Sissela Bok On Morality, War

Governments Must Become Less Violent

Governments must encourage trust, and constrain their use of violence and deceit in order to avoid nuclear war, Sissela Bok said last night at an Institute of Politics Forum.

The associate professor of philosophy at Brandeis also warned against excess "partisanship"--citizens becoming so "intoxicated" by violence that they no longer work for peace.

Bok, the wife of President Derek C. Bok, told the crowd of 225 that it is possible to find a moral perspective on "the collective crisis" of war. Until last year, Bok was a Harvard lecturer and taught a popular Core Curriculum course on the ethics of secrecy.

Quoting her mother, Alva R. Myrdal, a Nobel Peace Prize winner, Bok told the group assembled for the Second Annual Erik Erikson Lecture that "it is not worthy of human beings to give up."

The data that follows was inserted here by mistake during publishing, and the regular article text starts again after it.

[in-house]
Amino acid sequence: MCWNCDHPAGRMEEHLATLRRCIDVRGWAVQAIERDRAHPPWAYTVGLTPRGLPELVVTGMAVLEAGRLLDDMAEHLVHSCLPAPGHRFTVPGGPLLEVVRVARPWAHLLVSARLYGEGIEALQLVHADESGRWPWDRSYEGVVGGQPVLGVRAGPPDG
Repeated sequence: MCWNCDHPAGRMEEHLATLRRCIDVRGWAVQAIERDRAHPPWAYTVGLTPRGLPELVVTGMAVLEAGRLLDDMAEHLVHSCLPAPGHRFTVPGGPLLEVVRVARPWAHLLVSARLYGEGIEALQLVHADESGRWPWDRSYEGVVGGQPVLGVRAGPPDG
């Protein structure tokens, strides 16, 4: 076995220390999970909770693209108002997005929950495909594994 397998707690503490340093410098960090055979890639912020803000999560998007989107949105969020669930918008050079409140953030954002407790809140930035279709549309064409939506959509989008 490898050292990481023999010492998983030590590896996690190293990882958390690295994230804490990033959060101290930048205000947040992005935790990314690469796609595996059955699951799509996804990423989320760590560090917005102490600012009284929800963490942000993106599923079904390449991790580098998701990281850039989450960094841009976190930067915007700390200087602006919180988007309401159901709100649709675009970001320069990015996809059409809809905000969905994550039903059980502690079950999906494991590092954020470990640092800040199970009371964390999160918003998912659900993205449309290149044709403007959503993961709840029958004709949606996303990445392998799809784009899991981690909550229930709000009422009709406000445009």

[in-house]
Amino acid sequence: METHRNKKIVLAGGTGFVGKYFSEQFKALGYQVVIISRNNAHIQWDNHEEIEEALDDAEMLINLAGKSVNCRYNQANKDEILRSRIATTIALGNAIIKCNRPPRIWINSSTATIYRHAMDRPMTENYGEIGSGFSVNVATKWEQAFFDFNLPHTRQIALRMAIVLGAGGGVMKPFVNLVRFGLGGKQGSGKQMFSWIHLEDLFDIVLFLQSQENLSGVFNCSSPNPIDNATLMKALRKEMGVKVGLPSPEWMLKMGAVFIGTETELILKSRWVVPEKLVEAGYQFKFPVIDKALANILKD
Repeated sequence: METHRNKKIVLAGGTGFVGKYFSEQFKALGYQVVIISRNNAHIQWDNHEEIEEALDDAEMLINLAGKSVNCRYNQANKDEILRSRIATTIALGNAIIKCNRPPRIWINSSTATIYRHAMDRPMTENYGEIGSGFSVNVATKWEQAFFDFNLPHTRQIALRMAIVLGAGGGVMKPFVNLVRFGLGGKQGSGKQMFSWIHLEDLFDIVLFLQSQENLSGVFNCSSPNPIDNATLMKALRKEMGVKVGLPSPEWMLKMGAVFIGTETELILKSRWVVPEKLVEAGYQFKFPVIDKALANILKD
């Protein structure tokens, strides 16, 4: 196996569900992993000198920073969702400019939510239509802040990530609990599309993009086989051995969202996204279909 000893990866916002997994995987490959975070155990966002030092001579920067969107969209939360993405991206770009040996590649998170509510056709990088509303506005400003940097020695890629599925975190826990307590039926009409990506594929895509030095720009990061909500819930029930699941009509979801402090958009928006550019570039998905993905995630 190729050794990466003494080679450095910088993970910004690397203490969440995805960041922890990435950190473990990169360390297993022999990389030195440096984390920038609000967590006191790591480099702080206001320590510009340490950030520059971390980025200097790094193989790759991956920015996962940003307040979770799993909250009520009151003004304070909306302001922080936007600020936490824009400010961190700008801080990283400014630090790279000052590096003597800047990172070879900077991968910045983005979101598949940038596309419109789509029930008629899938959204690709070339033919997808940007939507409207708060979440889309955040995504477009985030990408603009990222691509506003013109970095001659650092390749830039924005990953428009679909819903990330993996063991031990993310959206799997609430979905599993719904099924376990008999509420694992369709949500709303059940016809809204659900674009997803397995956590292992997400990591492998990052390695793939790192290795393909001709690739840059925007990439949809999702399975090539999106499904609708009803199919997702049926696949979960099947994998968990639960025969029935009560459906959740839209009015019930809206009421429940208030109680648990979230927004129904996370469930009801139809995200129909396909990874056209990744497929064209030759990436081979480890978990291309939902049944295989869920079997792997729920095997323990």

She said she rejects the argument that the government's use of "betrayal and deceit" deters a nuclear war.

"All nations and all people stand to lose from the current plethora of what Kant called 'dishonorable strategem,'" said Bok, referring to the increasing use of terrorism on the part of governments.

"It is both corrupting and bruializing even if it doesn't bring about a third world war," she added.

"The excuse of self-defense was entirely beside the point," said Bok of the French sinking of a Green-peace ship off of New Zealand.

Bok will continue her philosophical discussion of war on Wednesday night in Part II of the Erikson series